Books by Craig L. Symonds

WORLD WAR II AT SEA by Craig L. Symonds
Released: May 1, 2018

"No revisionist but a solid storyteller and naval scholar, Symonds mixes politics, strategy, sea battle fireworks, technical details, and personal anecdotes to deliver one of the better single-volume histories of the naval portion of WWII."
A veteran maritime historian delivers a satisfying one-volume history of "the impact of sea services from all nations on the overall trajectory and even the outcome" of World War II. Read full book review >
Released: March 2, 2015

"A thoughtful treat for the Lincoln and Civil War crowds."
Noted historians reflect on the life and presidency of Abraham Lincoln. Read full book review >
NEPTUNE by Craig L. Symonds
Released: May 2, 2014

"A work that manages to be both succinct and comprehensive in scope."
A fine D-Day study both technical and humanitarian. Read full book review >
THE BATTLE OF MIDWAY by Craig L. Symonds
Released: Oct. 1, 2011

"Essentially a history of the Pacific war from January to June 1942 (Midway does not enter the picture until 100 pages in), this is a lucid, intensely researched, mildly revisionist account of a significant moment in American military history."
A wholly satisfying history of America's most satisfying naval victory, won in June 1942 with vastly inferior forces. Read full book review >
Released: Oct. 1, 2008

"For scholars and the general reader alike, an insightful and highly readable treatment of a neglected dimension of Lincoln's wartime leadership. See also James M. McPherson's forthcoming Tried By War (2008) for a broader portrait of Lincoln's role as commander in chief."
A former history professor at the Naval Academy examines Lincoln's growth as commander in chief through his relations with the United States Navy. Read full book review >
Released: April 8, 1997

The heroic story of an outstanding divisional commander for the Confederacy in the Army of Tennessee. Symonds (History/US Naval Academy; Joseph E. Johnson: A Civil War Biography, 1992) combines well researched narrative history and biography with a highly readable style in exploring the life of this exceptional man. Cleburne was, as the narrative demonstrates, reliable, cool, and reserved under extreme hardship but passionate in battle. Leaving his starving homeland, Ireland, in the bitter year of 1849 after service in the British Army, Cleburne emigrated to the US and became a hard-working member of the frontier community in Helena, Ark. When the Civil War started, this accidental Southerner joined the Confederate forces and soon distinguished himself as an inspirational leader, displaying both courage and judgment. Symonds describes his gallantry in such battles as Shiloh, Chickamauga, and Kenasaw Mountain. Even though Jefferson Davis called him ``the Stonewall of the West,'' and Robert E. Lee described him as a ``meteor shining from a clouded sky,'' Cleburne, being foreign-born and an outspoken critic of ineffective officers (including his own commander), was often passed over for promotion. He also stirred controversy when he proposed abolishing slavery and enlisting ex-slaves in the army. Despite his disappointments, he achieved a superb record as an innovative division commander and was faithful to the Southern cause. After the capture of Atlanta, though the war had clearly been lost, the army's new commander fought on, rashly expending lives. Cleburne, though aware of the likely outcome, stayed with his troops and was killed at the Battle of Franklin at the age of 36. A fine addition to Civil War literature and a deserved tribute to a remarkable career. (20 photos, 11 maps) (History Book Club main selection) Read full book review >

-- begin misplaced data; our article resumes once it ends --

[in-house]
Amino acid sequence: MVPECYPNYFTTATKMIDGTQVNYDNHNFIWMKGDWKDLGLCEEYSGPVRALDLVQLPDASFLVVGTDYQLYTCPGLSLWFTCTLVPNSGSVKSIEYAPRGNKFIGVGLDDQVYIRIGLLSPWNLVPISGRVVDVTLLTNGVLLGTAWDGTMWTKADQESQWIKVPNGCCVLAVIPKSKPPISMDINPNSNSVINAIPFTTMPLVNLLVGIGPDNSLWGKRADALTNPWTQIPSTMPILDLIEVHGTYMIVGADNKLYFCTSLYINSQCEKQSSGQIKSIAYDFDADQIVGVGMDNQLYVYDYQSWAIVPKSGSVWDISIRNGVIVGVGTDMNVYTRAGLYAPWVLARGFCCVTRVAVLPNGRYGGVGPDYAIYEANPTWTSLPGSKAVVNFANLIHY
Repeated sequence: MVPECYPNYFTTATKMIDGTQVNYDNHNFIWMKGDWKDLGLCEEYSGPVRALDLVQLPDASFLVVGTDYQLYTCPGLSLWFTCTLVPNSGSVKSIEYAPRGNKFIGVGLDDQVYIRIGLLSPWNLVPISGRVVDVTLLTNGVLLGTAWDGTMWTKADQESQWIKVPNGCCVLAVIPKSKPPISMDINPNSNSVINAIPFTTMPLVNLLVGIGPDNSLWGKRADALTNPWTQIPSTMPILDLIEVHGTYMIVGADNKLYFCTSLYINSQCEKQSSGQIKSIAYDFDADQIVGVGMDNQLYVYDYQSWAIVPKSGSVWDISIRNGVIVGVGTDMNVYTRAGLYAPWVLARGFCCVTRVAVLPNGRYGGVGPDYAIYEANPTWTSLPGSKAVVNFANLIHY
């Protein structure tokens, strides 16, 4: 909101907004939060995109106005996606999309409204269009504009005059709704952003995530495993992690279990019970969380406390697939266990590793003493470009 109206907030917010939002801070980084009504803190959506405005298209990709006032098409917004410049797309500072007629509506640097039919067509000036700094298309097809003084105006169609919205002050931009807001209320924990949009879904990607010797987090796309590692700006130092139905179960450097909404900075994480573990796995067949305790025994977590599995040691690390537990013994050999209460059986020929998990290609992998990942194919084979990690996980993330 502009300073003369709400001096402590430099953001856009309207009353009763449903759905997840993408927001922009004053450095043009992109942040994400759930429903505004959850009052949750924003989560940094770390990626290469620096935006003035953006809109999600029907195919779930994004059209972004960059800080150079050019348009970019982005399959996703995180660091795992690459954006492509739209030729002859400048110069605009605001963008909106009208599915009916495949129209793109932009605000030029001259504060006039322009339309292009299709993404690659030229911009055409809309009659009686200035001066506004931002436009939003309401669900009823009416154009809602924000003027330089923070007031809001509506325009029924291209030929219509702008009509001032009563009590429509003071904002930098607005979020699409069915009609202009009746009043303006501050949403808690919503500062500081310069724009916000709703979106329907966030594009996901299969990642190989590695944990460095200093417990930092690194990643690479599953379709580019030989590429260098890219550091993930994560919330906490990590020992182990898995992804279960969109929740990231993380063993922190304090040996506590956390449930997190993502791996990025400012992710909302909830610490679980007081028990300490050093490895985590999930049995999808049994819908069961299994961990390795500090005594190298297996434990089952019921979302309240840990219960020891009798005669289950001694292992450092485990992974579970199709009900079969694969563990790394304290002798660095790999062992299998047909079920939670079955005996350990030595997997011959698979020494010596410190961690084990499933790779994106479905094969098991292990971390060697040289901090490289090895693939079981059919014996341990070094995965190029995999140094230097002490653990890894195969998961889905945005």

JOSEPH E. JOHNSTON by Craig L. Symonds
Released: March 30, 1992

In a significant contribution to interpretive Civil War scholarship, Symonds (History/US Naval Academy) paints an engrossing portrait of one of the most enigmatic and important figures of the war. Contemporaries regarded Joseph E. Johnston as one of the greatest military talents in the Confederacy, in some estimates outranking even Johnston's friend and West Point classmate Robert E. Lee. Nonetheless, posterity remembers him only for commanding Confederate armies in a few inconclusive battles, including some nominal Southern victories—First Manassas (1861), Seven Pines (1862), Kennesaw Mountain (1864), and Bentonville (1865)—and for his failure to stop Grant at Vicksburg and Sherman at Atlanta. Johnston lacked Lee's brilliance, and his victories were more the result of careful planning and diligence than of genius. Yet without endorsing Johnston's tactic of avoiding battle with superior Union forces, Symonds articulates the case for Johnston's strategy: Johnston's army suffered considerably fewer losses than Lee's, and but for Jefferson Davis's giving the aggressive but foolhardy John Bell Hood command of the western army after the fall of Atlanta (which caused disastrous Confederate defeats at Franklin and Nashville), Johnston's Army of Tennessee would have remained intact longer than Lee's Army of Northern Virginia. While Symonds shows that the intensely reserved Johnston enjoyed close friendships with his brother officers, he also recounts the general's tragic failure to work harmoniously with the prickly Davis, which resulted in open enmity by the end of the war. Symonds relates how Johnston entered into the unseemly ``Battle of the Books'' after the war, denouncing Hood and Davis (whom Southerners regarded as a martyr) in his memoir and suffering denunciations in turn. A stimulating and absorbing biography of an undeservedly neglected warrior. (Illustrations; maps.) Read full book review >